Pure Red Cell Aplasia (PRCA)
What is Pure Red Cell Aplasia or PRCA?
There are three types of PRCA:
Acquired Pure Red Cell Aplasia: This is a very rare condition and usually affects adults. It is characterized by an absence of red cell precursors (reticulocytes) in the marrow and a low red blood cell count. The amounts of white blood cells and platelet remain normal.
Transient or Acute Self-limited PRCA: This is the most common type of PRCA. It is identical to acquired PRCA except that, at some point, it simply goes away. Transient PRCA is usually triggered by a virus or drug. In most cases, when the virus clears, or the responsible drugs are eliminated, the PRCA will disappear. This is most dangerous to patients who already have a chronic hemolytic anemia. Patients with otherwise normal functioning bone marrow may even recover without having known they had it.
Inherited or Congenital Pure Red Cell Aplasia (Diamond-Blackfan Anemia): Diamond-Blackfan anemia is a genetic condition usually diagnosed during the first two years of life. About half of patients also have physical malformations or mental retardation. Only several hundred cases have been reported worldwide. The severity of the disease varies by patient.
Relation to bone marrow failure diseases:
The major difference between PRCA and aplastic anemia is that, in PRCA, only the red blood cell line is affected, while the white blood cells and platelets remain at normal levels. In aplastic anemia, all three blood cell types are typically affected.
What causes PRCA?
The cause of most cases of PRCA is most recently thought to be autoimmune in nature. Doctors think it is caused by a mistaken attack by the patient’s own immune cells on blood-forming stem cells. There are other more rare causes as well. The risk factors for PRCA include:
- Having autoimmune disorders, such as rheumatoid arthritis, hepatitis or having a large population of clonal large granular lymphocytes which attack the red cell precursors in the marrow
- Tumors of the thymus or thymomas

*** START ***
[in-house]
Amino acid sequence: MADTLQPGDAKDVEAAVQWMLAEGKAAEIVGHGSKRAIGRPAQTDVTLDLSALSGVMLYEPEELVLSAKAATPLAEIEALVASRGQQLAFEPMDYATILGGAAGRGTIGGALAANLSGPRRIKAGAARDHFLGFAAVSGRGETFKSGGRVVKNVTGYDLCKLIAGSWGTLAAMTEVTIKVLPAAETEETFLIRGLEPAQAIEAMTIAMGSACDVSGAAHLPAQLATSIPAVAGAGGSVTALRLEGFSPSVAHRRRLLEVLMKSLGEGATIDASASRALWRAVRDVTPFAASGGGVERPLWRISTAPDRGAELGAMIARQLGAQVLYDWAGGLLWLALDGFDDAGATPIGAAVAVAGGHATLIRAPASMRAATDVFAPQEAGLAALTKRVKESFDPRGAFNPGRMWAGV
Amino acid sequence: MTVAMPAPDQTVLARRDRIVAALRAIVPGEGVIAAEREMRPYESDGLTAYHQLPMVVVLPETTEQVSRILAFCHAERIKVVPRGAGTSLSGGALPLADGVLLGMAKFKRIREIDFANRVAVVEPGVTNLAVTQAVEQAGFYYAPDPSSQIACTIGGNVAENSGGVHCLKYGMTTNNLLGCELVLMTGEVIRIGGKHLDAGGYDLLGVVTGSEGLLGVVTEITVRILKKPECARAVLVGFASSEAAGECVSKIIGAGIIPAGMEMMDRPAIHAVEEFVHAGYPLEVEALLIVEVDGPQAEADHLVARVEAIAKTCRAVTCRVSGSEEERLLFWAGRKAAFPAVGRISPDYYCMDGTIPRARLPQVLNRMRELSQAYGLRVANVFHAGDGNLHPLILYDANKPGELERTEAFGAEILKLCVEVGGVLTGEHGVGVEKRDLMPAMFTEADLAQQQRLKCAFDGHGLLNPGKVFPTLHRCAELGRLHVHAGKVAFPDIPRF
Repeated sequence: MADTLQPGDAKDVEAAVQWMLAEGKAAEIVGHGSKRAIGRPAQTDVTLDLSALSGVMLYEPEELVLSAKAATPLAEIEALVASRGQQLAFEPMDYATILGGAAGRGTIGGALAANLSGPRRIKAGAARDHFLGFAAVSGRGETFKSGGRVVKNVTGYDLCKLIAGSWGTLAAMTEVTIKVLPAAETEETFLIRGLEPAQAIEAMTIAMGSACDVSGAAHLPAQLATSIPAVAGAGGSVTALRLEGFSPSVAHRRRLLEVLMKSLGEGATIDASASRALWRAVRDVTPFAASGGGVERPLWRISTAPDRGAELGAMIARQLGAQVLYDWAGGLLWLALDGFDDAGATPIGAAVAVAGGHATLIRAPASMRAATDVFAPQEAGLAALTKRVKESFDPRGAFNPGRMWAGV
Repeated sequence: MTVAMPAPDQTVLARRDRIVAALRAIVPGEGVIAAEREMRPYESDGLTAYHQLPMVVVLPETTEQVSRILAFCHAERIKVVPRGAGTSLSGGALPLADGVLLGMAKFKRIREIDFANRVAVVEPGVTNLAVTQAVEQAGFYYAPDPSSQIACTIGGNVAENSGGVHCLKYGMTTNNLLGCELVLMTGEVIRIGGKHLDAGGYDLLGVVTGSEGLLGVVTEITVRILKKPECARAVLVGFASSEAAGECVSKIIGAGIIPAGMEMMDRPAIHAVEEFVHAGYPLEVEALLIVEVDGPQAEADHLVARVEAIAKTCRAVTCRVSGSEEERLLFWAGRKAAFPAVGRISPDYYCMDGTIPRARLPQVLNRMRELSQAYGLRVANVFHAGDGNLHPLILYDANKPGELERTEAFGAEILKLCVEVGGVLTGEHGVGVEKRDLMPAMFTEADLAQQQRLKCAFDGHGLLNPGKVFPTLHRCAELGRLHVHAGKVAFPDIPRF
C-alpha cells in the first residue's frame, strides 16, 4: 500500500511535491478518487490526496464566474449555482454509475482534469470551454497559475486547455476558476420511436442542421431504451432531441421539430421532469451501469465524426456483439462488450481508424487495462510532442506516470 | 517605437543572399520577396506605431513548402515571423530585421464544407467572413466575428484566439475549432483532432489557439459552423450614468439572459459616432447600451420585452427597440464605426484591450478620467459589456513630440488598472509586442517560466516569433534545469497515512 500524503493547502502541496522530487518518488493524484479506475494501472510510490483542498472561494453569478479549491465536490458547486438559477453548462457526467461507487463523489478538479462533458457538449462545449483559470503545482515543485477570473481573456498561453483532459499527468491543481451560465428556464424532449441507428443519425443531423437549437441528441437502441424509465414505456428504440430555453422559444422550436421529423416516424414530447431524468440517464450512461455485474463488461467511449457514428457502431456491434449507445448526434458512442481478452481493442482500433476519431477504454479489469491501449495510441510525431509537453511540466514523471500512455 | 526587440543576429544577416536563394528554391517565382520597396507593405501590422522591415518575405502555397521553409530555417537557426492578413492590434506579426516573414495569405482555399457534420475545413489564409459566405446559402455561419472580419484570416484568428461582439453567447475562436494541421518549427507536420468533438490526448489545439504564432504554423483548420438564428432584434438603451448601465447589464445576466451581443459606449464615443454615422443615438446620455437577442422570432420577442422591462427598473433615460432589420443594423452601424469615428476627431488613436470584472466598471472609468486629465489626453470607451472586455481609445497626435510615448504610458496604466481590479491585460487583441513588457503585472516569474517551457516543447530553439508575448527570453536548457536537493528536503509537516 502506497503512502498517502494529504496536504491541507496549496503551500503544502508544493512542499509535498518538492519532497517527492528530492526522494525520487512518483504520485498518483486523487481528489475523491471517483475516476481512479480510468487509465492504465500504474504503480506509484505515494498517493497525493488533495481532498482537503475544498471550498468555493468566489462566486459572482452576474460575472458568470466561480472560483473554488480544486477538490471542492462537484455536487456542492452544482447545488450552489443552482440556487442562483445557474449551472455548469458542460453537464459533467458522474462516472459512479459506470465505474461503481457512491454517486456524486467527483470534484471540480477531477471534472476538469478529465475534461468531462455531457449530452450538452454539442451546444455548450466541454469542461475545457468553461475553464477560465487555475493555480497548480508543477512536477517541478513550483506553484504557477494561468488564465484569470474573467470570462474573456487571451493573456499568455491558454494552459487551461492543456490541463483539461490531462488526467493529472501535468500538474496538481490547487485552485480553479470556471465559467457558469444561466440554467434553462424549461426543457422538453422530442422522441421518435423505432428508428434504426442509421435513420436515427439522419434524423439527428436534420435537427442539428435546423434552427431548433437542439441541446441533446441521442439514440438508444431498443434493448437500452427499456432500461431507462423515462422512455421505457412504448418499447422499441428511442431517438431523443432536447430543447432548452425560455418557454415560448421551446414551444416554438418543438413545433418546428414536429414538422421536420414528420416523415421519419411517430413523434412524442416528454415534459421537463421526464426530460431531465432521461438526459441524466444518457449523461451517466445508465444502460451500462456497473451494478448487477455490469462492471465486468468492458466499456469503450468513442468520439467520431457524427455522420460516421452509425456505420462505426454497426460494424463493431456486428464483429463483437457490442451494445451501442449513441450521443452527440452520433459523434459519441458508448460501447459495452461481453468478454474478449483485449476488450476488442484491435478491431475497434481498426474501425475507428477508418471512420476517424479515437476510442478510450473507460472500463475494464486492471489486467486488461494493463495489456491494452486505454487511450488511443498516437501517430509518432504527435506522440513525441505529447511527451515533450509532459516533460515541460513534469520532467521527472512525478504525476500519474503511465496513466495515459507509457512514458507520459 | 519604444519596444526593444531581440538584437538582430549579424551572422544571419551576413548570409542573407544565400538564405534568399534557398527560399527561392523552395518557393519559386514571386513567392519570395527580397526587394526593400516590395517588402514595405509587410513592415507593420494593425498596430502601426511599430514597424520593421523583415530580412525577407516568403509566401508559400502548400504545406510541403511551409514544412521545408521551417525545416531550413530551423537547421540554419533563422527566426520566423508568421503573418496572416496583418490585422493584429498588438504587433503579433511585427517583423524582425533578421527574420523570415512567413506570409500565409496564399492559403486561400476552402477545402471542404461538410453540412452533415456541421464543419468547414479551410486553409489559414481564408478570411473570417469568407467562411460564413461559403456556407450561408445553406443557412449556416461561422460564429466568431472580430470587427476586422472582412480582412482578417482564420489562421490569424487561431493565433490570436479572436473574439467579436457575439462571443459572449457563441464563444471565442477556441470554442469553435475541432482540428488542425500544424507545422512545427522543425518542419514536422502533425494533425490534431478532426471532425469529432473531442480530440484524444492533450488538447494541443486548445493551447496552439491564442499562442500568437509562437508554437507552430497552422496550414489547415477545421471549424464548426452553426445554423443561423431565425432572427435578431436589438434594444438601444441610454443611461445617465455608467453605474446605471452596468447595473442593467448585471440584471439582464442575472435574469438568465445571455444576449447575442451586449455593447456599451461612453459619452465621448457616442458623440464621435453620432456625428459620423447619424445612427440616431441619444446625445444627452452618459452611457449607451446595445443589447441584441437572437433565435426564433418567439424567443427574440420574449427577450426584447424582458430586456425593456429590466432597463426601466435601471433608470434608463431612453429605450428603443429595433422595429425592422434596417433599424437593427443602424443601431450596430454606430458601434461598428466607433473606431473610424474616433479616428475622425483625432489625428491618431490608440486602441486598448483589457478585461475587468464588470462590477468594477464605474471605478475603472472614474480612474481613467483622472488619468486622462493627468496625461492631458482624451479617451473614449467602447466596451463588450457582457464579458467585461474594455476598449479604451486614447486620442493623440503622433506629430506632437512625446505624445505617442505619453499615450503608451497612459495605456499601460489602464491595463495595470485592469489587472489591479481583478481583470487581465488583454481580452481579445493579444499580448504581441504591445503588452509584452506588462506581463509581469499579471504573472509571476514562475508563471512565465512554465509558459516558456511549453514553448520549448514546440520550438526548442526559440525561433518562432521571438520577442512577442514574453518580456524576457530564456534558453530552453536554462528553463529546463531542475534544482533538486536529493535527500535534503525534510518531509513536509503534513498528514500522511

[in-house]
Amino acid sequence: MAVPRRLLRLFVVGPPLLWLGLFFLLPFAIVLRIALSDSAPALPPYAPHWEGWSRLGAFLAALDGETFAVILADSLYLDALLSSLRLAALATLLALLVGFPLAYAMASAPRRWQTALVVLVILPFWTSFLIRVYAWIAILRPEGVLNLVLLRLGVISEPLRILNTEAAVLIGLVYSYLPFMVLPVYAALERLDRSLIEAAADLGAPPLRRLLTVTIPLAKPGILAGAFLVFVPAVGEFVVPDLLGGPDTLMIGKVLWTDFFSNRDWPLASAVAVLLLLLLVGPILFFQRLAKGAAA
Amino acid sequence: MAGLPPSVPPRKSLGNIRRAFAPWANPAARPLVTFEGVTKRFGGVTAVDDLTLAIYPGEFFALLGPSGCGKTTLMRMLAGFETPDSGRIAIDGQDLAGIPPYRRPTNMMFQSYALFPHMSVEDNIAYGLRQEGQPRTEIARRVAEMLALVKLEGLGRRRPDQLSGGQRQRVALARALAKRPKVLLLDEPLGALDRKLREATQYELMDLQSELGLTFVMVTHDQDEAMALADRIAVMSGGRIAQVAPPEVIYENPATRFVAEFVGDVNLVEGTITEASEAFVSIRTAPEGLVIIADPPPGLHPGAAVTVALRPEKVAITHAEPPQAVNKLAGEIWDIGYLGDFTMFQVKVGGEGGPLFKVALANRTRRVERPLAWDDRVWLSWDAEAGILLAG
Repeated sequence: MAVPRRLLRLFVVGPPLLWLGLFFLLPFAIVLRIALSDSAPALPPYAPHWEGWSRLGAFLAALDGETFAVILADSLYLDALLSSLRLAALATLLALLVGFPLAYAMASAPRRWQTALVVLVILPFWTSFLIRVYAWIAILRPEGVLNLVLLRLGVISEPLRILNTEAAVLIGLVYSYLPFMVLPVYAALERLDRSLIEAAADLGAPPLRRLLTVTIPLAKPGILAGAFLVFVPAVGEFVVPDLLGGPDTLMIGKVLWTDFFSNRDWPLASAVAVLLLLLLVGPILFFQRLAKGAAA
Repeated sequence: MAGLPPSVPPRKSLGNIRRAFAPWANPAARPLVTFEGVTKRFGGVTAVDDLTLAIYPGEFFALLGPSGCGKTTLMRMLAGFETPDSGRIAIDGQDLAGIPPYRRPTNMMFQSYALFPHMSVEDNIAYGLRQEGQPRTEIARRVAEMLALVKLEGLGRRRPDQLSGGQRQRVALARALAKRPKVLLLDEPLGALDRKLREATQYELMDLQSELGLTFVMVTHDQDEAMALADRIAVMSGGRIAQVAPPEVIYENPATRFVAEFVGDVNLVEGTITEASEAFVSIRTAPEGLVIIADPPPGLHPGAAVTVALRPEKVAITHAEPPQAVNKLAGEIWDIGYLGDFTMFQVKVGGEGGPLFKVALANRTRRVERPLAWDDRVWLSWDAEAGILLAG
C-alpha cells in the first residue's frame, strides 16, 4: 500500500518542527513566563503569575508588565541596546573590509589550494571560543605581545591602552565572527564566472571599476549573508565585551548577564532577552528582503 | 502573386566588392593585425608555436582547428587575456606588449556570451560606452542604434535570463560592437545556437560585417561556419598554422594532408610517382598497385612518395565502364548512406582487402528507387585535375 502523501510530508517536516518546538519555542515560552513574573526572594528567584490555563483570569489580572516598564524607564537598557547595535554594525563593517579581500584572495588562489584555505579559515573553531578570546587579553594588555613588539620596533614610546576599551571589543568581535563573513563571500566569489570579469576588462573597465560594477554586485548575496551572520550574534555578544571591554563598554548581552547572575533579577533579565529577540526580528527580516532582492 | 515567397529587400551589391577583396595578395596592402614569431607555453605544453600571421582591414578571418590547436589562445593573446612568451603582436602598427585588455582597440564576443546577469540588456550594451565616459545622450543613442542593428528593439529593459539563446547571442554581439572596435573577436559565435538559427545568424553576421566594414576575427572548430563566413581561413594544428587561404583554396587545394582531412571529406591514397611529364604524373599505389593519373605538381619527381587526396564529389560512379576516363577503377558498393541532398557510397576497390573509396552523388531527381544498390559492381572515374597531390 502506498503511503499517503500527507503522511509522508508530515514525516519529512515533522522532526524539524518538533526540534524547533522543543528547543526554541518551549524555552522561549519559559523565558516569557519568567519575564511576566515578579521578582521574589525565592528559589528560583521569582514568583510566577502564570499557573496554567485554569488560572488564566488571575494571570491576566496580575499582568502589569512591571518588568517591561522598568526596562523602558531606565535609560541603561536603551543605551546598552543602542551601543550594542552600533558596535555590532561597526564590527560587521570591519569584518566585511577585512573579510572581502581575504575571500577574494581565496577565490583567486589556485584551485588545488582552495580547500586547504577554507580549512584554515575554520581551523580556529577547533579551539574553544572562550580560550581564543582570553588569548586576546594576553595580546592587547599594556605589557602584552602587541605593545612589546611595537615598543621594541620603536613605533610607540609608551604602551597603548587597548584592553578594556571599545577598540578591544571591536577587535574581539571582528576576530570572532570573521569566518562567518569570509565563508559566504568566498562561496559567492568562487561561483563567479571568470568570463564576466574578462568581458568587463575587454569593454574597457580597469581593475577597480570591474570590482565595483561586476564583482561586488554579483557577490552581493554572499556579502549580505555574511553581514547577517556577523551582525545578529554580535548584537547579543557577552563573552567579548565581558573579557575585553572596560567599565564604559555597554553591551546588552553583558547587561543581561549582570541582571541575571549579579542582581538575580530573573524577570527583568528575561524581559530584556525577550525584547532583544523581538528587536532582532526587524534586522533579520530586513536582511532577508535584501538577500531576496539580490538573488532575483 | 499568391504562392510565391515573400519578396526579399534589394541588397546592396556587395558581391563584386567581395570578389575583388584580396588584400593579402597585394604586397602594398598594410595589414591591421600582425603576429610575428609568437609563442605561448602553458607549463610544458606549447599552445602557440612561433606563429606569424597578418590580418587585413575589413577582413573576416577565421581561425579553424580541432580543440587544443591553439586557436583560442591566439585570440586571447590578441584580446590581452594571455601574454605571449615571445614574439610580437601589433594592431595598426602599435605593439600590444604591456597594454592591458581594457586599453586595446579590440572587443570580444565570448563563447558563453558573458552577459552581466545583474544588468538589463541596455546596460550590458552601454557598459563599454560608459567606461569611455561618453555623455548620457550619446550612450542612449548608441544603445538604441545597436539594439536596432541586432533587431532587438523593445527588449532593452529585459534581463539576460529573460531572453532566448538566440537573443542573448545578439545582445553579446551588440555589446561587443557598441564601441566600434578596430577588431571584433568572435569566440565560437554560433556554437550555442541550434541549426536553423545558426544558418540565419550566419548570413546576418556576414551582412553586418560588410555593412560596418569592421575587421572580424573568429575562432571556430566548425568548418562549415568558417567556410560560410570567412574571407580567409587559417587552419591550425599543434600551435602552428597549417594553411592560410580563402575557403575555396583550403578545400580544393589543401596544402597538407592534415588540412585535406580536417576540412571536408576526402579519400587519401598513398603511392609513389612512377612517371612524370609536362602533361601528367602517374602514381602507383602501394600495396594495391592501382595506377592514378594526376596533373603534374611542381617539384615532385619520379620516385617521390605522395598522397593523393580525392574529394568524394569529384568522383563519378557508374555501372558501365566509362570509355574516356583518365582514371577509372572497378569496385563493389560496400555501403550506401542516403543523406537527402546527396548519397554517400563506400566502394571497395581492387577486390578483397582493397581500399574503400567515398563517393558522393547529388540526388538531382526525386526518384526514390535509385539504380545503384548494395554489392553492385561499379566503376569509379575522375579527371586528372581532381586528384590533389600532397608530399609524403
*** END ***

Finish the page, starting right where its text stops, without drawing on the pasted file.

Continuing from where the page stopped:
- Viruses such as the parvovirus B19
- Certain inherited genetic disorders, appearing mostly in early childhood
What are the symptoms of PRCA?
By definition, all PRCA patients have anemia. Symptoms of anemia can include:
- Pale skin
- Shortness of breath
Acquired PRCA can be caused by an underlying condition that may add other symptoms.
How do you diagnose PRCA?
Tests and tools doctors use to diagnose PRCA include:
- Physical exam and history
- Blood tests:
- A complete blood count with a differential that looks at the total number and type of blood cells in your blood
- A reticulocyte count to determine blood levels of young red cells
- A blood smear so your doctor can look at your blood under a microscope
- Bone marrow examination, including aspiration and biopsy to see how your bone marrow looks (required for diagnosis)
Patients should consult a hematologist who has experience with bone marrow failure diseases. If a rheumatoid disorder is responsible, a rheumatologist should also be consulted.
What is the treatment for PRCA?
The treatment goal is to restore red blood cell production and to treat any underlying disorder. The most common treatments are:
- Blood Transfusions to increase red blood cell levels. Patients who don’t respond to other treatments may need to rely on transfusions on an ongoing basis.
- Corticosteroids, like prednisone, are often the initial treatment for PRCA. Unfortunately, the large doses that are often required can have severe side effects. For that reason, corticosteroid medications are rarely used alone as a treatment.
- Immunosuppressive therapy may be used if the underlying cause of the PRCA is immunological and the patient hasn’t responded to corticosteroids. Drug therapies include cyclophosphamide, cyclosporine, azathioprine with or without corticosteroids, and anti-thymocyte globulin. In some cases, rituximab may be effective. PRCA caused by viruses (especially B19 parvovirus) is treated with immunoglobulin infusions. Thymoma-associated PCRA has to be treated with surgical removal of the thymoma. There is a significant relapse rate after immunosuppressive therapy, but treatments can be repeated.